jjpenstate, do you know if they've yet made any sales?

- Victoria

jjpennstate
02-23-2011, 10:25 PM
Yes. Felice walked through their recent sales record with me, and I was more than satisfied. I would encourage you to query the agency and see for yourself.

victoriastrauss
02-24-2011, 06:15 AM
I'm already represented, thanks. But I'm interested in About Words' sale record--is there anything you can share? Do they plan to list the sales on their website?

- Victoria

jjpennstate
02-24-2011, 04:46 PM
I was given their detailed sales record when I spoke to Felice. I no longer have the list, but at the time I researched it carefully and verified everything she said. I don't know if it will be posted on her new website, but her client list will be.

Momento Mori
02-24-2011, 04:48 PM
Okay, so can you give a couple of titles and publishers from that list? If you verified it then surely something sticks in the mind.

MM

jjpennstate
02-24-2011, 04:56 PM
Okay, so can you give a couple of titles and publishers from that list? If you verified it then surely something sticks in the mind.

MM

Seriously. I don't work for them and I no longer have the email. Just contact the agent. I remember that she was dealing with Random House quite a bit as well as Triple Crown (urban lit). Since the list would have changed over the last four months, I wouldn't want to give you outdated information. Felice would probably be happy to reply to your question.

Momento Mori
02-24-2011, 05:45 PM
jjpennstate:
Seriously. I don't work for them and I no longer have the email.

No, but you are repped by them. Whether or not you still have the original email I'm just surprised that nothing on the list sticks in your mind.


jjpennstate:
Since the list would have changed over the last four months, I wouldn't want to give you outdated information.

A sale is a sale. If the sale's been made then the list won't change in the last 4 months, but it may be added to so the information might not be absolutely to the minute, but it is still a verifiable sales record - which has been the single main issue raised about this issue on thread.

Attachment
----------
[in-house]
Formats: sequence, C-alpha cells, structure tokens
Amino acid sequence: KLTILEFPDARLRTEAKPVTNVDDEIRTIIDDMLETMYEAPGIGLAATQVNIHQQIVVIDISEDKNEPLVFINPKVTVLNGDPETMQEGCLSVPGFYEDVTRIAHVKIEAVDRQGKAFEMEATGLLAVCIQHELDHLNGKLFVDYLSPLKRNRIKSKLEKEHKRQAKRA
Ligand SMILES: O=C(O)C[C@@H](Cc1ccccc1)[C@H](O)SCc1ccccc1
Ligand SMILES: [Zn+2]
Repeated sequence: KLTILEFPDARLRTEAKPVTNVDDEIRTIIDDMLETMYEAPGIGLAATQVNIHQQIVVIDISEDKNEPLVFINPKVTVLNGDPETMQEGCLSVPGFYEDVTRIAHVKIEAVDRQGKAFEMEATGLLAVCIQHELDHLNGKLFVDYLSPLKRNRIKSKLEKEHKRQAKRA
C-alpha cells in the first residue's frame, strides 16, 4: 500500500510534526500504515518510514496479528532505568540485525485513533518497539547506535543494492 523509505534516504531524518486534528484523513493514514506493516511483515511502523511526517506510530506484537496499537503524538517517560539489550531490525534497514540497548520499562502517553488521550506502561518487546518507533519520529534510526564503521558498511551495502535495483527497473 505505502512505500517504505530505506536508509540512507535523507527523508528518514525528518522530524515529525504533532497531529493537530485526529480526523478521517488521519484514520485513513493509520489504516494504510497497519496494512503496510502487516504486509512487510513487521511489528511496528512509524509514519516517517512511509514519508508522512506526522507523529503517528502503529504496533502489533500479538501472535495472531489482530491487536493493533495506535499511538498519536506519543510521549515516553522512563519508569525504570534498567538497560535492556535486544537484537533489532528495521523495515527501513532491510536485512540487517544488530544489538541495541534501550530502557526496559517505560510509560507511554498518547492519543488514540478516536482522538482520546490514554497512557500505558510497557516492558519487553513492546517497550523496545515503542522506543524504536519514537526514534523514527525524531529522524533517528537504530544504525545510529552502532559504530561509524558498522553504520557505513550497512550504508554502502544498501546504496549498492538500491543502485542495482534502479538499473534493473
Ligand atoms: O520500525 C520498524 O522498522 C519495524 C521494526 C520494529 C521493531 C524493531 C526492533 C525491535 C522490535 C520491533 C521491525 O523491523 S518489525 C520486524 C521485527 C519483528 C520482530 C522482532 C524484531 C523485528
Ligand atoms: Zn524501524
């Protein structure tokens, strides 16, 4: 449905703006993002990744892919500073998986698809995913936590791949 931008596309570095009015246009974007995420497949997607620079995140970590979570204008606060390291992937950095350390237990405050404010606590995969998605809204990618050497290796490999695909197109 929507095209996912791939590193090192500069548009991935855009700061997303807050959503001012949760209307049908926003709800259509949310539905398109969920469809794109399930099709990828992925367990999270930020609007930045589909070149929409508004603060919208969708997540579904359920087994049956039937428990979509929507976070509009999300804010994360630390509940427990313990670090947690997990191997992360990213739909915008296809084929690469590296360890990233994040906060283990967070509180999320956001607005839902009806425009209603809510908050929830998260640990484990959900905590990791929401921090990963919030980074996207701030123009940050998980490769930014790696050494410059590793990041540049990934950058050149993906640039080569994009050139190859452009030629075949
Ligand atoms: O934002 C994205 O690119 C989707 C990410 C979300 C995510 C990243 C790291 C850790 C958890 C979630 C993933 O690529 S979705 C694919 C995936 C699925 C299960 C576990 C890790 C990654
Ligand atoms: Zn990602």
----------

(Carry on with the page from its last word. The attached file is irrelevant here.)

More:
jjpennstate:
Felice would probably be happy to reply to your question.

Don't doubt it but I'll wait and see how the update to her website goes.

MM

Momento Mori
02-24-2011, 06:52 PM
By way of addendum, jjpennstate PMed me to complain that I was questioning his/her integrity, complete with sign off line that they were trying to help by coming here to the thread and this was clearly an error.

:yawn:

Same old, same old.

Upshot is that the agency still doesn't list any sales on its site, no one has been able to provide any details of any sales and the one person here who claims to be a client and who says they've been provided with a "detailed sales record" can't apparently remember one sale on that list and says people should just contact Felice to ask her.

Yeah. Moving on.

MM

jjpennstate
02-24-2011, 07:11 PM
Sorry folks. I don't know who Momento Mori is, but please feel free to contact the agent and make your own judgments. I won't bicker in a forum.

waylander
02-24-2011, 07:41 PM
You could suggest that the agent drops by here to clarify her sales record.
As you'll know if you've taken a look around, many other agents drop by here from time to time.
Most agents are very happy to tell the world about their successes.

jjpennstate
02-24-2011, 07:44 PM
Good suggestion, waylander. And I'll post the website link when the new page is up. I feel confident with this agent and that is after I got burned by another agent (The Croce Agency).

HapiSofi
02-25-2011, 11:30 PM
No need to bicker. All we want is verified sales.

CaoPaux
12-08-2012, 08:44 PM
Refreshing the URL: http://www.aboutwords.org/

Looks like JJ's book sold to The Permanent Press (which doesn't require an agent), and is their only sale since '09-ish.

kathysnc
01-21-2015, 10:20 PM
Hi all, several places last year on line gives an email addy and submission guidelines for About Words.org . Now it seems they have disappeared. Everything bounces back, any one heard about what it going on?

VonAngel
01-21-2015, 11:00 PM
Looks like their former president, Felice Gums, is now a KW Realtor: http://www.kw.com/kw/agent/felice.gums

victoriastrauss
01-22-2015, 03:10 AM
They're gone, as far as I know. They had no track record to speak of, and a history of questionable editing referrals, so while I feel bad for authors who were left in the lurch...good riddance.

- Victoria